10. Young Fathers Dead
Was I the only one that felt that hip hop in 2014 was somewhat dull and dreary? I mean, Young Fathers are the only hip hop act on my list, and no one had heard of them until they won the Mercury prize late in 2014. But man, what a record. Their inherent Scottishness permeates the themes and sonic landscape of the album, and they sound fresh and forward thinking in a time where their genre seems to have stopped growing like it used to.
9. Death From Above 1979 The Physical World
I am so grateful that they came back and gave me a great record. “Romantic Rights” is one of my favourite songs. But the band that mashed punk rock with dance music back in the early Oughties came back triumphantly with a strong set of songs that may not reinvent the wheel, but remains satisfying and yes, comforting. They may be wiser, but at least they haven’t moved too far along.
8. Ice Age Plowing Into the Field of Love
I love my Danish neo-punk nihilists who created two albums of compact Scandinavian punk rock. Their third album expands and breathes as they continue to mature into the band that will keep punk rock relevant well into the 21st century. A rich collection of songs full of interesting musical choices.
7. Jack White Lazaretto
It is becoming clear that Jack will never stop genre hopping, and in the process of hopping he will never suck at any of it.
6. Spoon They Want My Soul
The band was birthed as grunge was dying, and Britt Daniel remains one incredible frontman twenty years into his career. Along with band co-founder/other heart and soul of Spoon, drummer Jim Eno, Daniel loosens the middle age tie and the band explodes on They Want My Soul.
5. Future Island Singles
The feel good band story of 2014 was Future Islands. Samuel T. Herring and his dancing on Letterman became legendary. A band from a smaller city came from nowhere and overnight-via-a-decade-of-touring-and-independent-releases made an impact. “Seasons (Waiting on You)” is an amazing single, and the record is filled with glorious, lush seventies inspired melodies.Wonderful, energizing, and God, what a single to lead with. I am in love with this record.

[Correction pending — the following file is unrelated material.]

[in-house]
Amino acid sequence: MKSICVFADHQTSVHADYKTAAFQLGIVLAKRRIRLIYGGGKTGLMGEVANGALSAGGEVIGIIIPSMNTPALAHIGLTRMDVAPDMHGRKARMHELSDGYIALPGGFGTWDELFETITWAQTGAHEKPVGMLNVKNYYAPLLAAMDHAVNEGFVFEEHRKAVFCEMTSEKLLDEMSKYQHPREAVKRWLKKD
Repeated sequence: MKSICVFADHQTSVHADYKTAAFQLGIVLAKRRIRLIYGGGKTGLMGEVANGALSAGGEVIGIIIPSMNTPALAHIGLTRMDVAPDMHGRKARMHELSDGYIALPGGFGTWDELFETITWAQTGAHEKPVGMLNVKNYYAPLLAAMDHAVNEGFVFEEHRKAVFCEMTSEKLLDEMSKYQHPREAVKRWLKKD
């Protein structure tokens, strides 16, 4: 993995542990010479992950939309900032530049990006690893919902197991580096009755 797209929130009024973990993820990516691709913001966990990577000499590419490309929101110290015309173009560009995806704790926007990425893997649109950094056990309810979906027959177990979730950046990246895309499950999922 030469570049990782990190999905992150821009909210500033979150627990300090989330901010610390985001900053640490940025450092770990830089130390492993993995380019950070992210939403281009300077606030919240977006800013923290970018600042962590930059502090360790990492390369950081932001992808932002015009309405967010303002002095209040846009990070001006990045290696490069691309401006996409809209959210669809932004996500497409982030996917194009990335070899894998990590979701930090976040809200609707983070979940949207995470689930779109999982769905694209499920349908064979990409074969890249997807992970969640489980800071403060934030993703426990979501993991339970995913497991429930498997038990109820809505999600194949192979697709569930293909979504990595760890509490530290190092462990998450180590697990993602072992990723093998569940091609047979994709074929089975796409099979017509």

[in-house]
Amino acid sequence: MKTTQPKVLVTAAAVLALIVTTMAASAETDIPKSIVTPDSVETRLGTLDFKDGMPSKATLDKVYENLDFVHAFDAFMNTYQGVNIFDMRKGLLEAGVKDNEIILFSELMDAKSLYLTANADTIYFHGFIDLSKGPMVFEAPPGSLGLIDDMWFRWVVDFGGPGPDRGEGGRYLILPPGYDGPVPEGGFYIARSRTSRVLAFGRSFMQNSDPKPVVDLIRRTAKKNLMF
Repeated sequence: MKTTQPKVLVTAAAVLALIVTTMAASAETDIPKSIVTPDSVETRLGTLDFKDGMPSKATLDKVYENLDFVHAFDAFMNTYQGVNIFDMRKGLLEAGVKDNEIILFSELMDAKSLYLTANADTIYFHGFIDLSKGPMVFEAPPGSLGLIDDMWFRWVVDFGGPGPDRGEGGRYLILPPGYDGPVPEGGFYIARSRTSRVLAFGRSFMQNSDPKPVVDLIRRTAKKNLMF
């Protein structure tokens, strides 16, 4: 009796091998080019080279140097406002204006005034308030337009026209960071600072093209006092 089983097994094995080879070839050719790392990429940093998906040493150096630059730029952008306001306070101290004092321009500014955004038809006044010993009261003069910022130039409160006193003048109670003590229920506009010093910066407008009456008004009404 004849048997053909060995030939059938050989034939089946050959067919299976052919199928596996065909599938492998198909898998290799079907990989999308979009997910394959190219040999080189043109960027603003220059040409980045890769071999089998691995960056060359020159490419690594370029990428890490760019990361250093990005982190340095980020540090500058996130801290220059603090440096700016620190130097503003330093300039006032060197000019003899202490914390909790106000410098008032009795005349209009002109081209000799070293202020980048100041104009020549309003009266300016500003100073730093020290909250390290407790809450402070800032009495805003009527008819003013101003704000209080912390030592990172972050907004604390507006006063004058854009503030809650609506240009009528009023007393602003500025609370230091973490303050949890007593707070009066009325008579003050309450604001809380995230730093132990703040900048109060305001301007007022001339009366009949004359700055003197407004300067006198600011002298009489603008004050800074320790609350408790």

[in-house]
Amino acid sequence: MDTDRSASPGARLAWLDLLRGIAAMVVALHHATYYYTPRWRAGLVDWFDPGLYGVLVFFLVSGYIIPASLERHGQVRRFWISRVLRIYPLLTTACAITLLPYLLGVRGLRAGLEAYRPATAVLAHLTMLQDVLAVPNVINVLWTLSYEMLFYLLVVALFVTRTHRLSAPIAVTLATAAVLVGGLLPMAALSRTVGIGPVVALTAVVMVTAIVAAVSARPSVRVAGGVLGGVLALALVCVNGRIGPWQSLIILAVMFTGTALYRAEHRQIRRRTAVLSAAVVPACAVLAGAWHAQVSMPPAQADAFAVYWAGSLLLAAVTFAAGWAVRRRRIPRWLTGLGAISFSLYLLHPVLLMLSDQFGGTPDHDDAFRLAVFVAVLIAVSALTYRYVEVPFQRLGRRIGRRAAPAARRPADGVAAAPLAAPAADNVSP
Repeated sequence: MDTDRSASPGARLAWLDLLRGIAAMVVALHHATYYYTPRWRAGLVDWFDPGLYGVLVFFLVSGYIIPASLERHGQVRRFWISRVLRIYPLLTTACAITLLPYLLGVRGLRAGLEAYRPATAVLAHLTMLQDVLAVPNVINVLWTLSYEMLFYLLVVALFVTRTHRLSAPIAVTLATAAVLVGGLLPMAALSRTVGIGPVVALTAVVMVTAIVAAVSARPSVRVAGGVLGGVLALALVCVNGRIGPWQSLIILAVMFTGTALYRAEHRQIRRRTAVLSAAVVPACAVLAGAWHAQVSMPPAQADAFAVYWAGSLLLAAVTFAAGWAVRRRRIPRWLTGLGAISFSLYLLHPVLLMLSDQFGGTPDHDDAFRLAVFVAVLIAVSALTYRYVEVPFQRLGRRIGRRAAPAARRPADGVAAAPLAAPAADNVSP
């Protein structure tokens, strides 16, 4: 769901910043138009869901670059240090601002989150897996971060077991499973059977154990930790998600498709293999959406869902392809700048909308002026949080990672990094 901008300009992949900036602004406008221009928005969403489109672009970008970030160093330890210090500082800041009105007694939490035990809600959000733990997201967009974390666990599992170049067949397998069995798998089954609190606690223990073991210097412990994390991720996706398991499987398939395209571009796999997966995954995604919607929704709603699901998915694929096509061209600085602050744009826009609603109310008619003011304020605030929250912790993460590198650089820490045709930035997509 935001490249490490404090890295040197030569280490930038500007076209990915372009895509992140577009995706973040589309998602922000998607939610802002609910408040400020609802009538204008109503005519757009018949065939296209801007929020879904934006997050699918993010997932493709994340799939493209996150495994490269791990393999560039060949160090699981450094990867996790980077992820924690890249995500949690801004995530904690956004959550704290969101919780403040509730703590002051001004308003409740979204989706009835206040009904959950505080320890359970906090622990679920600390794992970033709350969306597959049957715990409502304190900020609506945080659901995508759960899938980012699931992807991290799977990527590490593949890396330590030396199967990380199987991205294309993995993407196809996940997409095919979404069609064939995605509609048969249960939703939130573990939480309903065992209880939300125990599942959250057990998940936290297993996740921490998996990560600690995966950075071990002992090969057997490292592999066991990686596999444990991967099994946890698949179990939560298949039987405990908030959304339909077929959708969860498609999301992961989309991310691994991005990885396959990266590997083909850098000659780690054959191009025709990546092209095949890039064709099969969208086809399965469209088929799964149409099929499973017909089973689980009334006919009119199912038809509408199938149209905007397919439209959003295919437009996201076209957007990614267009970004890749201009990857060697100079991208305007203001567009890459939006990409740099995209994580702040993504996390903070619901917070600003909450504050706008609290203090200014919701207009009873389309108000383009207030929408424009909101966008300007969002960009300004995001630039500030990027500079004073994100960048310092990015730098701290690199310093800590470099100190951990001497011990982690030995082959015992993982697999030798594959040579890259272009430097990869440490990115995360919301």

4. Caribou Our Love
Caribou isn’t like the David Guettas and Aviciis of the world. The somewhat soulless popular electrodance music of the last half decade has it’s purpose in this world, but it makes me glad when a Caribou record, with its strings and quirky wharrbbles and garbles, comes along. Less mechanical, more organic, and richer for it.
3. Kelis Food
If Kelis is only remembered only for the boobage celebration that is “Milkshake”, it would make me sad. “Milkshake” is a perfect neo-soul gem, one of the best singles of the Oughties. But that would mean people wouldn’t think of Food, a rich collection of food inspired song from the classically trained chef Kelis. Homey, warm and fulfilling, it is worth the caloric intake.
2. Against Me! Transgender Dysphoria Blues
Against Me! were part of the new wave of punks that sprung out of the wake of the Offspring and Green Day influenced bands of the late nineties and early oughties. They were fine- they weren’t as dynamic as Rise Against, so I was pretty oblivious to them. Then Laura Jane Grace created waves when she announced that she was transitioning, and then I thought that I now got why I was so disconnected from the band. The emotional connection of the songs on this album is soul crushing, fearless, and ultimately hopeful. She doesn’t hold back, and I am glad this album exists.
1. St. Vincent St. Vincent
Annie Clarke, singer, songwriter, guitarist, brilliance personified. I had always felt her albums could be very uneven, but was wowed by her ability to play and write. Her self-titled album is a miracle of song- complex melodies, rich emotional songwriting, interesting conversations and themes. It’s creative, a masterful work of art in a genre that is filled with masterful works of art. Rarely has an album captured my imagination and kept it for so long.